A historical drama traces the lifelong friendship between two renowned 19th century French artists - painter Paul Cézanne (Guillaume Gallienne) and writer Emile Zola (Guillaume Canet) - ...
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A historical drama traces the lifelong friendship between two renowned 19th century French artists - painter Paul Cézanne (Guillaume Gallienne) and writer Emile Zola (Guillaume Canet) - from their first meeting as schoolmates to their creative rivalry as fame and success continue to elude Cézanne.Written by
Director Danièle Thompson originally wanted to write a theatre piece about the relationship between Cézanne and Zola, but fellow director Mike Nichols convinced her that a film would do the subject more justice. See more »
You wouldn't miss much if you watched this movie with the sound off. Some of the cinematography, especially of outdoor scenes in Provence, is just astoundingly beautiful. Some is very reminiscent of Le Château de ma mère and the scenes in la garrigue.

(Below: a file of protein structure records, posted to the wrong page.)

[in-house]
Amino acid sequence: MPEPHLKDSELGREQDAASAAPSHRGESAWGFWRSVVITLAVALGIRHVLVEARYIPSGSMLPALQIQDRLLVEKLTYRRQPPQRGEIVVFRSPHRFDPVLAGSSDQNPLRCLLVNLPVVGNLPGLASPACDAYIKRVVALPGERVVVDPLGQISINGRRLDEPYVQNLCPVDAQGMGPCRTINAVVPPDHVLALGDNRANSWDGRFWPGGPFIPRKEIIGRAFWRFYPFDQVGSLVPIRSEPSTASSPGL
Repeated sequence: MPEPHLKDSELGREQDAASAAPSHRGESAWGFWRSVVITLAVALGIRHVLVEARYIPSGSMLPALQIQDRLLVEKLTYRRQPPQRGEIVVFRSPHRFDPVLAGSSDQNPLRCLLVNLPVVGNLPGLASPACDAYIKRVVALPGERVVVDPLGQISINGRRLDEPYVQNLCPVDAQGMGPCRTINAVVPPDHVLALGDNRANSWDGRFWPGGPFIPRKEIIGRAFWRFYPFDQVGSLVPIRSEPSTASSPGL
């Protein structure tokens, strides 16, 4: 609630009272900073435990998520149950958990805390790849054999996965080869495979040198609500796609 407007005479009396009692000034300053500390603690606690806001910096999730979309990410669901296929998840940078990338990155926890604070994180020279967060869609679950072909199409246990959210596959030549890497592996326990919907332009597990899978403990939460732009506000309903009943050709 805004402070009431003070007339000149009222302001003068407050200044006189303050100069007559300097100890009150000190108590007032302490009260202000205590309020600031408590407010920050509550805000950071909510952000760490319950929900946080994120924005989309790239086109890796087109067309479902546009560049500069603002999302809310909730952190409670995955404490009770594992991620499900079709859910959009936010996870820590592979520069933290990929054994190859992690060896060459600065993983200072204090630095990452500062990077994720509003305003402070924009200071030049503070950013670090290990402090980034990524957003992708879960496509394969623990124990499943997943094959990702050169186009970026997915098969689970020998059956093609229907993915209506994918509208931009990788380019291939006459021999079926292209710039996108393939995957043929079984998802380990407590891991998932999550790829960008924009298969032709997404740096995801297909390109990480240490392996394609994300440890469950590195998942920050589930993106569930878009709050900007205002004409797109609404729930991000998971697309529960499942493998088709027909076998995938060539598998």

The acting is all fine. Guillaume Canet is a fine performer and does a good job, but he is not the seriously obese and not handsome man that the real Zola was.
The big problem here is the script. It starts with an imaginary meeting between Zola and Cézanne in 1888, two years after Zola permanently alienated the painter with his novel L'Oeuvre (The Great Work of Art). It then moves back and forth between the present and various scenes in the two men's past friendship. There is nothing wrong with that as a format, but the dialogue is way too stereotypical. If these men had been so pleasant, their friendship would not have come to an end. There is no real attempt to explore why Zola turned on the Impressionists, yet that is really the center of the story.
So, my recommendation would be to watch this with the sound off.
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